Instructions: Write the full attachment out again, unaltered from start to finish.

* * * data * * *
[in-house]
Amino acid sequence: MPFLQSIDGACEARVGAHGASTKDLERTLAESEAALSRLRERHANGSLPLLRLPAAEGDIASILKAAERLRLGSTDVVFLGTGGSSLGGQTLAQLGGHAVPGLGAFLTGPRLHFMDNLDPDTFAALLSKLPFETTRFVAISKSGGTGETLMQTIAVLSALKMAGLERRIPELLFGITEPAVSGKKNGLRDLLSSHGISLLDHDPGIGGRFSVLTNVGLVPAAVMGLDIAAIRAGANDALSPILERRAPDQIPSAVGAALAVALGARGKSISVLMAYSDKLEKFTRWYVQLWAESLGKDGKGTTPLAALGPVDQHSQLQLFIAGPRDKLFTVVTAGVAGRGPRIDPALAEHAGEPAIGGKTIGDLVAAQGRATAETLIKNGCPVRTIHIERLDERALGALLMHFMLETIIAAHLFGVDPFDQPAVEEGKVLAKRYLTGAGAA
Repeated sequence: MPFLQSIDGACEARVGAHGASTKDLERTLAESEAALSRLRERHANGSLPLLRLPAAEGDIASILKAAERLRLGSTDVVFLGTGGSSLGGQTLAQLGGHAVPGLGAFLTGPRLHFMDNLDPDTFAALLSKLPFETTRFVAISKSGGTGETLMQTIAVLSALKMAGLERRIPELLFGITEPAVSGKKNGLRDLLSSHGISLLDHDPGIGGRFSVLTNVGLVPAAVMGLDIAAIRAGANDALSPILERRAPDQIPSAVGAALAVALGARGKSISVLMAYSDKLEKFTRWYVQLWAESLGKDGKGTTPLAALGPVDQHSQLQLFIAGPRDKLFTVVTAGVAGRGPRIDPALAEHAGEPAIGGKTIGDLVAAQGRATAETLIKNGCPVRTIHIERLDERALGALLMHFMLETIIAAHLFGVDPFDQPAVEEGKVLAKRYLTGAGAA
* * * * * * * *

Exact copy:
[in-house]
Amino acid sequence: MPFLQSIDGACEARVGAHGASTKDLERTLAESEAALSRLRERHANGSLPLLRLPAAEGDIASILKAAERLRLGSTDVVFLGTGGSSLGGQTLAQLGGHAVPGLGAFLTGPRLHFMDNLDPDTFAALLSKLPFETTRFVAISKSGGTGETLMQTIAVLSALKMAGLERRIPELLFGITEPAVSGKKNGLRDLLSSHGISLLDHDPGIGGRFSVLTNVGLVPAAVMGLDIAAIRAGANDALSPILERRAPDQIPSAVGAALAVALGARGKSISVLMAYSDKLEKFTRWYVQLWAESLGKDGKGTTPLAALGPVDQHSQLQLFIAGPRDKLFTVVTAGVAGRGPRIDPALAEHAGEPAIGGKTIGDLVAAQGRATAETLIKNGCPVRTIHIERLDERALGALLMHFMLETIIAAHLFGVDPFDQPAVEEGKVLAKRYLTGAGAA
Repeated sequence: MPFLQSIDGACEARVGAHGASTKDLERTLAESEAALSRLRERHANGSLPLLRLPAAEGDIASILKAAERLRLGSTDVVFLGTGGSSLGGQTLAQLGGHAVPGLGAFLTGPRLHFMDNLDPDTFAALLSKLPFETTRFVAISKSGGTGETLMQTIAVLSALKMAGLERRIPELLFGITEPAVSGKKNGLRDLLSSHGISLLDHDPGIGGRFSVLTNVGLVPAAVMGLDIAAIRAGANDALSPILERRAPDQIPSAVGAALAVALGARGKSISVLMAYSDKLEKFTRWYVQLWAESLGKDGKGTTPLAALGPVDQHSQLQLFIAGPRDKLFTVVTAGVAGRGPRIDPALAEHAGEPAIGGKTIGDLVAAQGRATAETLIKNGCPVRTIHIERLDERALGALLMHFMLETIIAAHLFGVDPFDQPAVEEGKVLAKRYLTGAGAA